Drummond has had to wage battles for most of this season without two other Piston pillars, Reggie Jackson (lumbar stress) and Blake Griffin (knee surgery), who remain on the shelf indefinitely. As coach Dwane Casey’s club sinks out of playoff contention, it has become clear Drummond, Rose, Langston Galloway and Markieff Morris, are assets to be dangled by the Trade Deadline, especially so long as the veterans can stay healthy.
Despite a 4-13 slide lowlighted by a three-game home sweep at the hands of the Cavaliers, Bulls and Pelicans, Detroit (15-27) was able to grab a branch this past Wednesday before they could hurtle completely into the quicksand.
The host Celtics may not have been surprised by That Other AD’s obligatory double-double, or by Rose’s perfect 11-for-11 shooting inside the 3-point arc, or even Keef Morris’ efficient 23-point game off the bench. But Boston was wholly unprepared for the Pistons’ emerging youth movement, overwhelmed by the teenage titan Doumbouya (24 points, 8-for-8 2FGs, 2-for-5 3FGs) and his 22-year-old teammate “Svi for Three” Mykhailiuk (5-for-8 3FGs, 21 points and 5 assists off bench), the only Ukrainian-born NBA player aside from Len.
Wednesday’s win was the surest sign yet that Casey, striving for his own job security, and the Pistons organization is preparing to pivot in ways that haven’t been this drastic since 2008, when then-GM Joe Dumars heralded a rebuild by flipping the late coach Saunders out of Motown after three consecutive Eastern Conference Finals defeats. With some strategic deals in the works by team president Ed Stefanski, Casey can finally inherit a young core he can nurture, if owner Tom Gores grants him and the front office the latitude to do so.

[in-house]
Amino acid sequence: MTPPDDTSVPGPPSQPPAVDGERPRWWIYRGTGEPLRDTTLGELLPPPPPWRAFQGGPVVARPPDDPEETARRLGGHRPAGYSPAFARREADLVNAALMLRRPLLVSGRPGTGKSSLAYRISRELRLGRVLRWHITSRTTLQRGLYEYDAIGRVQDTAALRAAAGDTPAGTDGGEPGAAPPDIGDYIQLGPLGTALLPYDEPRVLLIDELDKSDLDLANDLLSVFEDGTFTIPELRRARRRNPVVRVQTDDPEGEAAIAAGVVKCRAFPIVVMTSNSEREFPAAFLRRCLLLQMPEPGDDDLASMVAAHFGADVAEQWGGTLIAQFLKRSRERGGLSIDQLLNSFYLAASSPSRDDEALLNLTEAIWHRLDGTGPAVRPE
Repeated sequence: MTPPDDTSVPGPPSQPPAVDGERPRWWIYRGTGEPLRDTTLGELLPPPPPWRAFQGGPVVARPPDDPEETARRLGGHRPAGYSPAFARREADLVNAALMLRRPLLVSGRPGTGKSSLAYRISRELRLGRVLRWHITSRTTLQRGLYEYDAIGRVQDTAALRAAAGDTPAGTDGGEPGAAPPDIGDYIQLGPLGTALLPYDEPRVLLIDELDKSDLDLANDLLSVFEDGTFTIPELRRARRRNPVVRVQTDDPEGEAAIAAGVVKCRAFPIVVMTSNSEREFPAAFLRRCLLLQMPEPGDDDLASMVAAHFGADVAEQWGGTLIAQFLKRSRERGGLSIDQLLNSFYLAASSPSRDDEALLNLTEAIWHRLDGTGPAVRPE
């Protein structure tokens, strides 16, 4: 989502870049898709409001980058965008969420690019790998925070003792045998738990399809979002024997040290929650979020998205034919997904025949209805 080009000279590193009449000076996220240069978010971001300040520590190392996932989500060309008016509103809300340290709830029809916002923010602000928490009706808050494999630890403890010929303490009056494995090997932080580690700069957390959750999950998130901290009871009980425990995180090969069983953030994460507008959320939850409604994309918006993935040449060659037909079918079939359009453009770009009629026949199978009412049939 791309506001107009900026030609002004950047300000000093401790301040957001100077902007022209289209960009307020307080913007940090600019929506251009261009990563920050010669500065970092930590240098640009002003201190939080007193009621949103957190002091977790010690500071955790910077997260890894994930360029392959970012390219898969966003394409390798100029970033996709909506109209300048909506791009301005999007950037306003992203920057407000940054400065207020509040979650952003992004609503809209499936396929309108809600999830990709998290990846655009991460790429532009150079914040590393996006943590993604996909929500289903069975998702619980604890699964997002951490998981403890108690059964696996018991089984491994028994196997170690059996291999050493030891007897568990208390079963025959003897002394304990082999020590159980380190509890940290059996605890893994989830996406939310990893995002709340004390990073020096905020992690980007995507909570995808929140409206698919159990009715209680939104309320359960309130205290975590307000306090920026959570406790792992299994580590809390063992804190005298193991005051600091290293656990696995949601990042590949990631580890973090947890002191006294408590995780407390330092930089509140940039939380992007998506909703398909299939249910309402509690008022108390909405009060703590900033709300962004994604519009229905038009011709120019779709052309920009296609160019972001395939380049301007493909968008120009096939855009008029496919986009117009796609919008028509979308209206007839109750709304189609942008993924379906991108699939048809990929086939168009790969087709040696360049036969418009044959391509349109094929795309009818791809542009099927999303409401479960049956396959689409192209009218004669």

With Friday night off, the Pistons’ brass certainly had to be inspired by last night’s topsy-turvy, quasi-historic win by the upstart Hawks in Spursville. Just a couple weeks ago, Atlanta nearly toppled the Kemba-less Celtics in Beantown. But in a sign of growth by coach Lloyd Pierce’s club, they flew home and beat a playoff opponent here at The Farm, the Pacers, the very next night.
That was the Hawks’ first win of the season on the back end of a back-to-back, and they’re hoping the ebullience exuded last night will carry over in front of another friendly home crowd to make it two in a row. Coincidentally, last season’s final victory by the Hawks, over the playoff-bound Sixers, came one night after Atlanta fell short in San Antonio.
Slowly but surely, thanks in large part to rookies De'Andre Hunter (33.6 opponent above-break 3FG%, 26.4 this month) and Cam Reddish (34.7 opponent above-break 3FG%, 32.5% this month; career-high 5 threes himself last night), there’s an identity building in ATL! Similar to November when the Hawks held the Spurs to 8-for-33 from outside, and the Pistons in the season opener to 10-for-37 shooting, Atlanta raised its record yesterday to 8-7 when they held opponents below 30 percent on threes (2-25 record otherwise), and all seven losses were just by single digits.
Get this team competent and reasonably consistent in just that one regard, perimeter D, and Atlanta gives themselves a puncher’s chance on any given night. With health and confidence on the rebound, Reddy V and Cammy Redd showed us that Trae can now rely on more than just himself to deliver the body shots, or even the occasional knockout blow.
Let’s Go Hawks!